Above and Beyond

If ever you find yourself dreaming of spires then it is to the University Church of St Mary the Virgin that you must go. And, while you are there, you must surely invest the £6 required to take you up to the top of the tower. There is a sense of mounting excitement as you climb the creaking staircase, ... CONTINUE READING

The Lincoln Imp(s)

It's amazing what you can see in Oxford if you look up. A globe bobbling over the dome of the Radcliffe Observatory. A giant figure staring out across the roof of Blackwell’s Art and Poster shop. Tiny people dotted around the tower of St Mary the Virgin. A cycling don on the Harris Manchester weathervane. ... CONTINUE READING

Oxford and Stratford

With perfect patriotic symmetry, William Shakespeare, England’s greatest playwright, was born and died on the same day: St George's, 23 April (1564 -1616). The first folio of his collected dramatic works, published four hundred years ago in 1623, is visitable at the Weston library. And every year the citizens of Oxford are treated to an outdoor performance of ... CONTINUE READING

Saints Daze

Oxford boasts a rich assortment of saintly associations – not least the former Cardinal, John Henry Newman, canonised as recently as 2019. His bust sits on a quiet plinth in the garden of Trinity College, greening serenely with age. Some saints are very obvious, their names visible on churches and road signs: St Andrew, St Edward, St ... CONTINUE READING

Crotch Crescent

You don’t have to be in the back seat of the car playing ‘I Spy’ to find yourself screaming out the names of certain Oxford road signs. Of all the streets in our fair city none quite matches Crotch Crescent. Squitchey Lane comes close in terms of mystery, and is arguably more onomatopoeic, but Crotch Crescent feels not ... CONTINUE READING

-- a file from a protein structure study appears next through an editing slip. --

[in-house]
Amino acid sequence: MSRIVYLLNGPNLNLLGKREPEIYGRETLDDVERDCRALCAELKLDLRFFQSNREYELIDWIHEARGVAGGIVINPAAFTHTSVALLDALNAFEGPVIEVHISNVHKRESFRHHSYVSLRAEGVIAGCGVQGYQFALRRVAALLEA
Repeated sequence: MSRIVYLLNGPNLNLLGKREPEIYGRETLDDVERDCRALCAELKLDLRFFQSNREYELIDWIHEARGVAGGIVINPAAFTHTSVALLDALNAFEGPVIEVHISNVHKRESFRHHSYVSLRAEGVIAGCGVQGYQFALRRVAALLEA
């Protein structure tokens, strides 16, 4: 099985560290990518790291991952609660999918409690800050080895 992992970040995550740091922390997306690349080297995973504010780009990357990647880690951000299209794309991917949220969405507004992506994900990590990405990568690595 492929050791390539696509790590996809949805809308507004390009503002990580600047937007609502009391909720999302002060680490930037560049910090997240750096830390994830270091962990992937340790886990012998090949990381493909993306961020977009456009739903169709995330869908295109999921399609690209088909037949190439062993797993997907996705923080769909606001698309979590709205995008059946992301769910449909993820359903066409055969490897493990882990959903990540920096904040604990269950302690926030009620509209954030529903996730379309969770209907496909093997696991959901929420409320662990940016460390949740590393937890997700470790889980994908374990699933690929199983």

The Morris Oxford Mini-History of Oxford

The clocks have gone forward – and there’s a full moon tonight. What’s more ... The Morris Oxford Mini-History of Oxford  is published  TODAY It’s concise. It’s historical. It’s about Oxford. ‘Absolutely brilliant.’ ‘Wow! I never knew that.’ ‘Without doubt my book of the year.’ ‘Amazing value.’ Just some of the things reviewers will surely say. It’s available at Daunt ... CONTINUE READING

John Bigg’s Other Shoe

This month’s story was supposed to have been about the ruined abbey of Godstow, but the response to Bradshaw’s Hat has been so rich and so interesting that we feel compelled to postpone the Dissolution for a while. Martin Sheppard, distinguished publisher of History books, got straight to the point with a reminder of the semiotics of millinery in the ... CONTINUE READING

Swing Bridge

Once it was pivotal. Now, ivy-clad and rusting, it tells of an era long since past. Yet still it retains a grandeur and a fascination, like the mouldering carcass of some giant metal dinosaur. It’s a railway swing bridge. It dates from 1851. It was designed by none other than Robert Stephenson, son of George 'The 'Rocket'. And ... CONTINUE READING

A River Runs Through It

Running through every story on this website is a silver thread: the river which has shaped Oxford’s destiny, indeed the very reason for Oxford’s existence. The water even takes on a different name as it flows here, turning briefly from Thames to Isis (supposedly from the Latin ‘Tamesis’) though few people now use that term, except in literary circles. ... CONTINUE READING